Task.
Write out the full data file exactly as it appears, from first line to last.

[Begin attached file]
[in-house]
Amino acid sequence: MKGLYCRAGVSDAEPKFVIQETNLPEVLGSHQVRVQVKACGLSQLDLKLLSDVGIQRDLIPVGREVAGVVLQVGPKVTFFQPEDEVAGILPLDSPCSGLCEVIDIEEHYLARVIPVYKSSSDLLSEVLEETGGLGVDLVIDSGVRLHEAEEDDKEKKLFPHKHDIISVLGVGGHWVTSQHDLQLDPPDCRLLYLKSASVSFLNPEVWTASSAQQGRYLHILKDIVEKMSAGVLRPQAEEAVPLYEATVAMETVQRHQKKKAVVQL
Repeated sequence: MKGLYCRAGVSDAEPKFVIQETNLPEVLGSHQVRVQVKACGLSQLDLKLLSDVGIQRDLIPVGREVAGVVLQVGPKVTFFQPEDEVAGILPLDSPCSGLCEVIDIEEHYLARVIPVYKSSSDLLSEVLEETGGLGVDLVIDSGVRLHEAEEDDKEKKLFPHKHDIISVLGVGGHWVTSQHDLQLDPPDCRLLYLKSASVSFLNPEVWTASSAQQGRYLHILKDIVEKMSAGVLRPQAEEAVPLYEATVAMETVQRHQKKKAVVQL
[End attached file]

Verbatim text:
[in-house]
Amino acid sequence: MKGLYCRAGVSDAEPKFVIQETNLPEVLGSHQVRVQVKACGLSQLDLKLLSDVGIQRDLIPVGREVAGVVLQVGPKVTFFQPEDEVAGILPLDSPCSGLCEVIDIEEHYLARVIPVYKSSSDLLSEVLEETGGLGVDLVIDSGVRLHEAEEDDKEKKLFPHKHDIISVLGVGGHWVTSQHDLQLDPPDCRLLYLKSASVSFLNPEVWTASSAQQGRYLHILKDIVEKMSAGVLRPQAEEAVPLYEATVAMETVQRHQKKKAVVQL
Repeated sequence: MKGLYCRAGVSDAEPKFVIQETNLPEVLGSHQVRVQVKACGLSQLDLKLLSDVGIQRDLIPVGREVAGVVLQVGPKVTFFQPEDEVAGILPLDSPCSGLCEVIDIEEHYLARVIPVYKSSSDLLSEVLEETGGLGVDLVIDSGVRLHEAEEDDKEKKLFPHKHDIISVLGVGGHWVTSQHDLQLDPPDCRLLYLKSASVSFLNPEVWTASSAQQGRYLHILKDIVEKMSAGVLRPQAEEAVPLYEATVAMETVQRHQKKKAVVQL